Mystery Behind Sandy Creek Power Plant Begins to Unravel

Photo by Jeff Heimsath/StateImpact Texas

Robert Cervenka, a neighbor of the troubled coal power plant, has been ranching here for over seventy years.

What happened at the Sandy Creek power plant? The new coal-powered generator, one of the few developing coal projects in the state, had a strange malfunction last fall, setting back construction on the plant a year, and pushing the Texas electric grid even further into a tight spot. The power station in Riesel was set to produce 925 megawatts of electricity for Texas, enough to power an estimated 900,000 homes.

But what exactly happened wasn’t clear. The companies behind the project wouldn’t talk. The Electric Reliability Council of Texas, which oversees the grid that serves much of the state, said they couldn’t discuss it because it would be bad for market competition. And a video taken during a test startup seemed to show something going wrong. (It has since been removed.)

On Monday, Standard and Poor’s (S&P) downgraded the credit rating of the project, and for the first time we have some answers about what went wrong at the plant. In a press release explaining their reasons for a negative outlook on the project, S&P says that an October 17, 2011 accident set back the plant’s start date by nearly a year. On that day, “a number of tubes overheated that badly damaged the broiler,” S&P says. Now the plant is expected to come online in Spring 2013.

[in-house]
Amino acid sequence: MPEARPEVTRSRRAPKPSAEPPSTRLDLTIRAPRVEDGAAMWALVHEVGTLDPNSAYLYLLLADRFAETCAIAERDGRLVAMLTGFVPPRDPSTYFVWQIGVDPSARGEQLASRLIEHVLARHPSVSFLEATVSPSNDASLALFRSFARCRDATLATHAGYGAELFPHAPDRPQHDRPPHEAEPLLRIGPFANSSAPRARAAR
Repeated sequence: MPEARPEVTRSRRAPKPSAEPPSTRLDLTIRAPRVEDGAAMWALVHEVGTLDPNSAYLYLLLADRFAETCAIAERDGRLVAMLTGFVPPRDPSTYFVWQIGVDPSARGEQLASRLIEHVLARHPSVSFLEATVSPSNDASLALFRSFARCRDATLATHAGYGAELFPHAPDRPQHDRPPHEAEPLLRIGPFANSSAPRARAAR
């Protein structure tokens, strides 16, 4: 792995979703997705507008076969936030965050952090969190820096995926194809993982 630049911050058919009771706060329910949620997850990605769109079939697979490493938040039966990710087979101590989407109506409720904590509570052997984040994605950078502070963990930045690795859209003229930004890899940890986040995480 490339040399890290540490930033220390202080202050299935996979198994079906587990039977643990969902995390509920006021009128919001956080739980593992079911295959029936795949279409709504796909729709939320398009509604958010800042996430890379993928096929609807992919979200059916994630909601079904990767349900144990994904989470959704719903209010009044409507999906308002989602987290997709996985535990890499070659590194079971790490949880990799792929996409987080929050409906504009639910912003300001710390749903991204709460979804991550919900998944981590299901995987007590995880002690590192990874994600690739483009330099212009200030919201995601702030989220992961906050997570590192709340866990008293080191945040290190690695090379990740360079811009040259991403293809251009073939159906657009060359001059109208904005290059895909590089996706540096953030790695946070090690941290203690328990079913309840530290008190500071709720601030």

But the financial stability of the project is still in question.

Photo by Jeff Heimsath/StateImpact Texas

The Sandy Creek power plant as seen from a nearby ranch.

“We could lower ratings if construction issues persist or if additional costs of complying with environmental rules appear likely,” S&P says. “We would likely return the outlook to stable following successful commerical operations.”

Part of what’s hurting the plant’s prospects are low prices in the Texas electricity market. The project’s new credit rating is B+, which might sound good, but with the way credit ratings work, it’s actually considered a “speculative” investment according to S&P, as opposed to “investment grade.” S&P continues to list the project as having a “negative” outlook, meaning possible changes to its credit rating in the future are likely to be detrimental.

And if the plant doesn’t get up and running by July 2014, the groups that have signed long-term contracts with the project can terminate them.

Earlier: What Happened at the Sandy Creek Power Plant?

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